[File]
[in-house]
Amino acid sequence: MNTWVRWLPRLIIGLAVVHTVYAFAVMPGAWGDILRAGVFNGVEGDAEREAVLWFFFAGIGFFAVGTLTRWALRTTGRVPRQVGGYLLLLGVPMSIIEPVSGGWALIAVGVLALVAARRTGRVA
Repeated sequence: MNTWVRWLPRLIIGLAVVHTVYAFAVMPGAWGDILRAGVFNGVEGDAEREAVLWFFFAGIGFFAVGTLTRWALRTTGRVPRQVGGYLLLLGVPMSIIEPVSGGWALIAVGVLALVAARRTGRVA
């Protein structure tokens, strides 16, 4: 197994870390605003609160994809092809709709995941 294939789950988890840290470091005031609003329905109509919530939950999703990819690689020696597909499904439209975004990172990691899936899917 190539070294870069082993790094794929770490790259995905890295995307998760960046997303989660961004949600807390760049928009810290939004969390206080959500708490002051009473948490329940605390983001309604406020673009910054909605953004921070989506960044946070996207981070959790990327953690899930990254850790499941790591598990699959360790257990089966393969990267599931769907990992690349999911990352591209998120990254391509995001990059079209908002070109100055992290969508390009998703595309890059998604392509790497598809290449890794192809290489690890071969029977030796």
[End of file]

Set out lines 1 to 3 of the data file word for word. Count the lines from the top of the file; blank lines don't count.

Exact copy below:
[in-house]
Amino acid sequence: MNTWVRWLPRLIIGLAVVHTVYAFAVMPGAWGDILRAGVFNGVEGDAEREAVLWFFFAGIGFFAVGTLTRWALRTTGRVPRQVGGYLLLLGVPMSIIEPVSGGWALIAVGVLALVAARRTGRVA
Repeated sequence: MNTWVRWLPRLIIGLAVVHTVYAFAVMPGAWGDILRAGVFNGVEGDAEREAVLWFFFAGIGFFAVGTLTRWALRTTGRVPRQVGGYLLLLGVPMSIIEPVSGGWALIAVGVLALVAARRTGRVA